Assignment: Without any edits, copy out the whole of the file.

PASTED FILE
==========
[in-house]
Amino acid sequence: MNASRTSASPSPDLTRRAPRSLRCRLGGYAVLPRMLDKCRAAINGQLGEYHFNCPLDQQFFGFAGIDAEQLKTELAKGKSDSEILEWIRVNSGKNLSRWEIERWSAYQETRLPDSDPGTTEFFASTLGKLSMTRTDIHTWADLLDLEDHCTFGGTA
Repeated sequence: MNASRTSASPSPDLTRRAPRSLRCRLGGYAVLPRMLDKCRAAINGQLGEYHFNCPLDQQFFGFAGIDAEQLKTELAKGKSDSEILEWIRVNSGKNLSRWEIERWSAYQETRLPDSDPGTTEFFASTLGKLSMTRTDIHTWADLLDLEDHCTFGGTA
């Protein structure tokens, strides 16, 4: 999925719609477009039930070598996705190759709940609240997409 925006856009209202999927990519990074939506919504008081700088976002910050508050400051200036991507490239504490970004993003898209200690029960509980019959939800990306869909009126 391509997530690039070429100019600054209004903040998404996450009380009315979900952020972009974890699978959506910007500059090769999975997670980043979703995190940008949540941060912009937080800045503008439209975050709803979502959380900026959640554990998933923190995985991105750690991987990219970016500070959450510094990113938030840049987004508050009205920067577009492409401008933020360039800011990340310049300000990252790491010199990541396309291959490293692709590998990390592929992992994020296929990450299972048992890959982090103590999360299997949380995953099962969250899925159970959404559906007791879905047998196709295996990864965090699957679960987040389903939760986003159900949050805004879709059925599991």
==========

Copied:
[in-house]
Amino acid sequence: MNASRTSASPSPDLTRRAPRSLRCRLGGYAVLPRMLDKCRAAINGQLGEYHFNCPLDQQFFGFAGIDAEQLKTELAKGKSDSEILEWIRVNSGKNLSRWEIERWSAYQETRLPDSDPGTTEFFASTLGKLSMTRTDIHTWADLLDLEDHCTFGGTA
Repeated sequence: MNASRTSASPSPDLTRRAPRSLRCRLGGYAVLPRMLDKCRAAINGQLGEYHFNCPLDQQFFGFAGIDAEQLKTELAKGKSDSEILEWIRVNSGKNLSRWEIERWSAYQETRLPDSDPGTTEFFASTLGKLSMTRTDIHTWADLLDLEDHCTFGGTA
């Protein structure tokens, strides 16, 4: 999925719609477009039930070598996705190759709940609240997409 925006856009209202999927990519990074939506919504008081700088976002910050508050400051200036991507490239504490970004993003898209200690029960509980019959939800990306869909009126 391509997530690039070429100019600054209004903040998404996450009380009315979900952020972009974890699978959506910007500059090769999975997670980043979703995190940008949540941060912009937080800045503008439209975050709803979502959380900026959640554990998933923190995985991105750690991987990219970016500070959450510094990113938030840049987004508050009205920067577009492409401008933020360039800011990340310049300000990252790491010199990541396309291959490293692709590998990390592929992992994020296929990450299972048992890959982090103590999360299997949380995953099962969250899925159970959404559906007791879905047998196709295996990864965090699957679960987040389903939760986003159900949050805004879709059925599991």